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Liberia: Whistleblower Protection Law to Be Considered

(Apr. 26, 2010) On April 20, 2010, Liberia's President, Ellen Johnson Sirleaf, sent a bill to the country's two legislative bodies, the Senate and the House of Representatives. The bill contained the text of a proposed law to protect whistleblowers. According to Sirleaf, the act, when in force, will defend those who disclose information for the public good, whether those whistleblowers are in the public or private sectors. She expressed the hope that the proposed law will counter corruption and promote good governance. The bill went to committee for review in each legislative house. In addition, a bill on the establishment of a Law Reform Commission will be considered by a Senate committee. (Julius Kanubah, Whistleblower Act Surfaces at Legislature, STAR RADIO ONLINE, Apr. 21, 2010, available at

Sirleaf had issued an executive order in December 2009, while the legislature was in recess, on protection of whistle blowers, in advance of the planned submission of a bill. Executive Order Number 22 banned public and private employers from retaliating against those who disclose information about improper actions that are counter to public interest. It defined public interest disclosures as those revealing “illegality, criminality, breach of law, miscarriage of justice, danger to public health and safety, and damage to environment,” as well as attempts at cover ups. (Liberia: Fight Against Corruption Intensifies – Whistleblowers Get Presidential Greenlight, ALLAFRICA.COM, Dec. 21, 2009, available at Those subject to retaliation for such disclosures were permitted by the Order to bring claims in court; violators could be subject to criminal penalties, including imprisonment for up to two years. In addition, anyone fearing retaliation for pubic interest disclosures could appeal for a change of work assignment. If money were recovered on the basis of a disclosure, the whistleblower was entitled to five percent of the amount received. (Id.)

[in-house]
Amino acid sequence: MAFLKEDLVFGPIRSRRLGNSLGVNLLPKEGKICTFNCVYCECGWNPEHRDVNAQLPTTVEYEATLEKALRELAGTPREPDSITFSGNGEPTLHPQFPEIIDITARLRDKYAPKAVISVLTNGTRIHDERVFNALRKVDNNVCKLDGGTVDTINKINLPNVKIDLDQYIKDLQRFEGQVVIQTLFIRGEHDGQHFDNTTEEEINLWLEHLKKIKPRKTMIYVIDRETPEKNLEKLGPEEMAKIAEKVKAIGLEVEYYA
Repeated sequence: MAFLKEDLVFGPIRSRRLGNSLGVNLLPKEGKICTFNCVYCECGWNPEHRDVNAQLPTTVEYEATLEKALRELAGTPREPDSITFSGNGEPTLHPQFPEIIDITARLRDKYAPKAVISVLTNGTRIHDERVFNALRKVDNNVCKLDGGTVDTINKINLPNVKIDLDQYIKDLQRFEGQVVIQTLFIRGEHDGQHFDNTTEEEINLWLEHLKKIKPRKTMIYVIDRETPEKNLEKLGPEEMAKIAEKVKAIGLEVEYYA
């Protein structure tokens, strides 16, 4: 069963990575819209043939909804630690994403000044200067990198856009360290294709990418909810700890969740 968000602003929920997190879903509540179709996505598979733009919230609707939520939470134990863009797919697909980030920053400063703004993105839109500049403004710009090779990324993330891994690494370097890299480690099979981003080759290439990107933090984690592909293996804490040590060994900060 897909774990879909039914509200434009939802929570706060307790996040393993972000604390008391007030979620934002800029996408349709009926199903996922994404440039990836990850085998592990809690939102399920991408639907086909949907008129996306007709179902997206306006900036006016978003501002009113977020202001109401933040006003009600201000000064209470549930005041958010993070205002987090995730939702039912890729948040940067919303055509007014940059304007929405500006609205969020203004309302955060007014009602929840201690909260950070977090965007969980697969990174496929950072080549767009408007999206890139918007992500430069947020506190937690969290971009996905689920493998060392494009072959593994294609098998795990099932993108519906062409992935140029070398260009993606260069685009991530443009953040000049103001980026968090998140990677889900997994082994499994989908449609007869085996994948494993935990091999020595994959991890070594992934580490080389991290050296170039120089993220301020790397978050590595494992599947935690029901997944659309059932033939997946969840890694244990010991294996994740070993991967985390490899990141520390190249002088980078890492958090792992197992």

The advocacy group, the National Whistleblowers Legal Defense and Education Fund, congratulated Liberia on its steps to protect whistleblowers, stating that the scope of protection “already far exceeds that of any U.S. whistleblower protection law.” (Richard Renner, Liberian President Issues Executive Order to Protect Whistleblowers, WHISTLEBLOWERS PROTECTION BLOG, Dec. 22, 2009, available at